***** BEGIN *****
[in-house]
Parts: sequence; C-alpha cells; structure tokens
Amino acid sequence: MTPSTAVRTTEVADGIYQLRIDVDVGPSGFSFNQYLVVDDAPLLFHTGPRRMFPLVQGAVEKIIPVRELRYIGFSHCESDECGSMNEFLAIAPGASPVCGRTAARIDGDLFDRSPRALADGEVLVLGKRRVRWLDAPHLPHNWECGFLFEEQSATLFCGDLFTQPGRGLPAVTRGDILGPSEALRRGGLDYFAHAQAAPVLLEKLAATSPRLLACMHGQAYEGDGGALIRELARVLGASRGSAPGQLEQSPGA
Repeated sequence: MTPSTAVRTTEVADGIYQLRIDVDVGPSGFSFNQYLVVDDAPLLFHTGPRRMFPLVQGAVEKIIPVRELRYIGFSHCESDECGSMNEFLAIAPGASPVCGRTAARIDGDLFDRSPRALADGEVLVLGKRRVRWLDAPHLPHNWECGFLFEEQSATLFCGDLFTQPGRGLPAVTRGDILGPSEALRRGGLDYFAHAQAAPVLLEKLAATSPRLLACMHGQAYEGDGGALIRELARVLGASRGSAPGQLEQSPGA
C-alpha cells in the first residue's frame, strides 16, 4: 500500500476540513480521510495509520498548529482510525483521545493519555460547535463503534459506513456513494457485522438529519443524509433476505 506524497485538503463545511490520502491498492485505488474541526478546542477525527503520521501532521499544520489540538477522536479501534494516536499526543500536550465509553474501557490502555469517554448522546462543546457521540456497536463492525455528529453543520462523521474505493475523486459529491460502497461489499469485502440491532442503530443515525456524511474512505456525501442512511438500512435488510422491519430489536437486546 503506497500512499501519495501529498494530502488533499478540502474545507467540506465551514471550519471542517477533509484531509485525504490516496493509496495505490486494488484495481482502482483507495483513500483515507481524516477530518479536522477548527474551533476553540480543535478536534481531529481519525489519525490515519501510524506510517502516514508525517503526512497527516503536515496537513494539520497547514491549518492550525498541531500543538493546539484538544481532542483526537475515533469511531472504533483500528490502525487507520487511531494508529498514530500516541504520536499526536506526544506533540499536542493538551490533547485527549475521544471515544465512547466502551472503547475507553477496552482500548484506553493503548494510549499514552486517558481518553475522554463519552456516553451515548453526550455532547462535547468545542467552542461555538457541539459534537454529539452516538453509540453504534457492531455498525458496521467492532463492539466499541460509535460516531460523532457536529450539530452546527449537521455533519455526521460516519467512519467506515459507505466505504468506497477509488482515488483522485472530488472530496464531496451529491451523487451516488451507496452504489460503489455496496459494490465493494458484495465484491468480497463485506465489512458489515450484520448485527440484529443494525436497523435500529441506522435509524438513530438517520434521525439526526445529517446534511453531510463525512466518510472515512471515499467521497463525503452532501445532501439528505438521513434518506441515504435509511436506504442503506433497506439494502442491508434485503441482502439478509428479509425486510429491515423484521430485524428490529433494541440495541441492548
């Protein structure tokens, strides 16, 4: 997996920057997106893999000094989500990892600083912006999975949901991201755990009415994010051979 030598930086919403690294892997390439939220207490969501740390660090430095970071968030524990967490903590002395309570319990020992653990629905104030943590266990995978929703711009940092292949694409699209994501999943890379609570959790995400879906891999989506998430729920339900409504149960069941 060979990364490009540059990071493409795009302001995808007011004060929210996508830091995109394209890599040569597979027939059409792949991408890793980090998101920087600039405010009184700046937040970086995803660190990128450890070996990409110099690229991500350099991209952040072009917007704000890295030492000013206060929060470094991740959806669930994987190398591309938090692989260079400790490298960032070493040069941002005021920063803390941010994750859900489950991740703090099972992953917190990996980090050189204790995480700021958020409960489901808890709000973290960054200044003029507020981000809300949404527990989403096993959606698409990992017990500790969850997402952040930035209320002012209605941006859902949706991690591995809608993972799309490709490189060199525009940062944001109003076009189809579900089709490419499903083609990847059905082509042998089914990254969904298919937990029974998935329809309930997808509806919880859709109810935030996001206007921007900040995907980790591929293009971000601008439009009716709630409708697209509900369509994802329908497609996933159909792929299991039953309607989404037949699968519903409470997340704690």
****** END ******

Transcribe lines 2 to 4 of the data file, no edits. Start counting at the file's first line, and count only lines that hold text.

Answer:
Parts: sequence; C-alpha cells; structure tokens
Amino acid sequence: MTPSTAVRTTEVADGIYQLRIDVDVGPSGFSFNQYLVVDDAPLLFHTGPRRMFPLVQGAVEKIIPVRELRYIGFSHCESDECGSMNEFLAIAPGASPVCGRTAARIDGDLFDRSPRALADGEVLVLGKRRVRWLDAPHLPHNWECGFLFEEQSATLFCGDLFTQPGRGLPAVTRGDILGPSEALRRGGLDYFAHAQAAPVLLEKLAATSPRLLACMHGQAYEGDGGALIRELARVLGASRGSAPGQLEQSPGA
Repeated sequence: MTPSTAVRTTEVADGIYQLRIDVDVGPSGFSFNQYLVVDDAPLLFHTGPRRMFPLVQGAVEKIIPVRELRYIGFSHCESDECGSMNEFLAIAPGASPVCGRTAARIDGDLFDRSPRALADGEVLVLGKRRVRWLDAPHLPHNWECGFLFEEQSATLFCGDLFTQPGRGLPAVTRGDILGPSEALRRGGLDYFAHAQAAPVLLEKLAATSPRLLACMHGQAYEGDGGALIRELARVLGASRGSAPGQLEQSPGA